Dialing It Down


Review of The Doctors Revisited - Fifth Doctor

By now you know the drill. It's time to look back at the Fifth Doctor and his stint piloting the TARDIS. What made him unique?

Well, for one thing, at 29 years old, Peter Davison was the youngest actor ever to play the Doctor (a record he held until Matt Smith came along and beat him by two years). For another, he was already fairly well known, not least because he'd spent the previous three years or so as Tristan Farnan on All Creatures Great and Small (I'll admit it took me quite a while to think of him as "the Doctor" instead of "Tristan" when I started watching pre-Hiatus Who).

Perhaps most importantly, though, he was the first one to go from watching the show every week to playing the lead. He knew what it meant to fans, because he was one of us.

All of these traits informed the way Davison played the Doctor, and helped make him an interesting contrast to the Fourth Doctor. Previously, iconically over-the-top Tom Baker had made the Doctor very alien and unpredictable. Davison's Doctor had a more steady, "down-to-earth" and human quality. As Janet Fielding, who played Companion Tegan Jovanka, put it, Five was "less self-consciously eccentric." (Fielding appeared in interview sections along with Davison himself; other Companion actors Sarah Sutton, Matthew Waterhouse, Mark Strickson, and Nicola Bryant; and post-Hiatus cast and production team members Steven Moffat, David Tennant, Marcus Wilson, Noel Clarke, and Hugh Bonneville.)


Worth Visiting


Review of The Visitation: SE (#120)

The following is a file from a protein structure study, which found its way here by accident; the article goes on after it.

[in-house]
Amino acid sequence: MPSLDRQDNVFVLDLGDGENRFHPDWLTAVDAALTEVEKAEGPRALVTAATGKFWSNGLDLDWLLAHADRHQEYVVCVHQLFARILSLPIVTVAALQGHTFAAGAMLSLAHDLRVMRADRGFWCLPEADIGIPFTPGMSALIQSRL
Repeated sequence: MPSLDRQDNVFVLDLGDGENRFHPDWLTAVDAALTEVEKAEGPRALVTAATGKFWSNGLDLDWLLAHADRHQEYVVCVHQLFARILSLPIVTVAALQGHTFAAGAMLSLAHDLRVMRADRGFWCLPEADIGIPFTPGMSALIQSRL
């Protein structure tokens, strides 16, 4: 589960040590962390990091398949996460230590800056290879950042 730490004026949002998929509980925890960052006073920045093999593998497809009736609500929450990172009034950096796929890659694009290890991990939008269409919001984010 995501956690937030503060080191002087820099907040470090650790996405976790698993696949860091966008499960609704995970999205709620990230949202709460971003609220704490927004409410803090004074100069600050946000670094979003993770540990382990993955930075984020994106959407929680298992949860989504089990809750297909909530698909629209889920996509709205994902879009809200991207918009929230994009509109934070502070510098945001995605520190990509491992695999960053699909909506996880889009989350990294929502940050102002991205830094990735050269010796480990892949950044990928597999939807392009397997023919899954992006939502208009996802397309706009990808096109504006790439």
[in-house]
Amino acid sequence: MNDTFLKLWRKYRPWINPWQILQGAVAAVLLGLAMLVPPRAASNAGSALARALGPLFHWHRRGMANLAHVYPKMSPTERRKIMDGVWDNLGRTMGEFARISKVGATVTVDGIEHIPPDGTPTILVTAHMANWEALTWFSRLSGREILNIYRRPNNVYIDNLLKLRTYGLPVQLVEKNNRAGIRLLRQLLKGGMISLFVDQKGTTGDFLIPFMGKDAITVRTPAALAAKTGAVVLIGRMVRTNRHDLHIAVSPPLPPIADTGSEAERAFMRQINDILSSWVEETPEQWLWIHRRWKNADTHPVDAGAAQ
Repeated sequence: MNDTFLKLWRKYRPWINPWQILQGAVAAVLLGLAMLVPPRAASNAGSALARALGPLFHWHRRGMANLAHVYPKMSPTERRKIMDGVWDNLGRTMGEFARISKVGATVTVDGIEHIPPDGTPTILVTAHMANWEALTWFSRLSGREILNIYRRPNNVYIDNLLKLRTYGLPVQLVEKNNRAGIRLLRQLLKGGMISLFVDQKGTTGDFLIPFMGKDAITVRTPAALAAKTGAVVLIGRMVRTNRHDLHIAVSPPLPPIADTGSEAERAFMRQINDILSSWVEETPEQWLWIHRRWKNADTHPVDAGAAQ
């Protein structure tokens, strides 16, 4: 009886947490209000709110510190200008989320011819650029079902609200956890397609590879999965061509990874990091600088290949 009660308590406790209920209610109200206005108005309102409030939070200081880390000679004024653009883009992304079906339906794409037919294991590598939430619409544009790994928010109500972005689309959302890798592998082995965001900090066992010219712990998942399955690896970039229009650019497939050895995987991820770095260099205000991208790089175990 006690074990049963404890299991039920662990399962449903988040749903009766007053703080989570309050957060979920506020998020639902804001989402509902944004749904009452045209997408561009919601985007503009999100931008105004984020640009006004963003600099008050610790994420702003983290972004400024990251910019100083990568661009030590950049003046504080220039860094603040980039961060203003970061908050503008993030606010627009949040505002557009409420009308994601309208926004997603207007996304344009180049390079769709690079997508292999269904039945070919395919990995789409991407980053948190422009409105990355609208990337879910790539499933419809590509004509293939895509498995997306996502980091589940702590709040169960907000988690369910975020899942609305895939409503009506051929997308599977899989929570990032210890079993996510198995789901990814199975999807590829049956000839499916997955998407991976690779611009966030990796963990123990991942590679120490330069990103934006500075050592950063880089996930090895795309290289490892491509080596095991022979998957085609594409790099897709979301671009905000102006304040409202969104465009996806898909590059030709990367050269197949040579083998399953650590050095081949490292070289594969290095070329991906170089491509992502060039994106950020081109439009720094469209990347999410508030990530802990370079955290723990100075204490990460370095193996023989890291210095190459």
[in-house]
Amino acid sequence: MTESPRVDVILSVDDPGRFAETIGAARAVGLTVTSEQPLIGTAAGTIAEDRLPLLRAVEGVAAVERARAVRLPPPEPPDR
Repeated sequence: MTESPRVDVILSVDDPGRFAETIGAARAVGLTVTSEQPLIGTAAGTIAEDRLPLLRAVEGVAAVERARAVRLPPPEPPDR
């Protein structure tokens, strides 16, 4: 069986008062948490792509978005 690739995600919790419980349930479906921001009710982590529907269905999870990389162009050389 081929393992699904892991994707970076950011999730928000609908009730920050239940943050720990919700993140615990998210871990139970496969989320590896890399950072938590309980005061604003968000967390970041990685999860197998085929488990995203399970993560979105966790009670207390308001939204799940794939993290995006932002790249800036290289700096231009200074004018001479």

DVD Release Date: 14 May 13
Original Air Date: 15-23 Feb 1982
Doctor/Companion: Five, Adric, Nyssa, Tegan
Stars: Peter Davison, Matthew Waterhouse, Sarah Sutton, Janet Fielding
Preceding Story: Kinda (Five, Adric, Nyssa, Tegan)
Succeeding Story: Black Orchid (Five, Adric, Nyssa, Tegan)

I've never quite been able to put my finger on why I like this story so much, but it's high enough on my list that I chose it to show to the Ladies two years ago. Maybe it's because, crowded as it made the TARDIS, this particular crew really epitomizes Five's tenure for me.

It's kind of typical classic fare. The Doctor steers the TARDIS wrong, then his curiosity gets the better of him, then everyone's in trouble. There's some lovely character development at the beginning as Teagan and the Doctor get angry with each other and then apologize, and later when Adric complains of feeling useless.

And, of course, there are some wonderful lines. A long-time favorite of mine is the Doctor's jibe at the Terileptil about his attitude on war, but the one that jumped out at me this time was this conversation between Nyssa and the Doctor: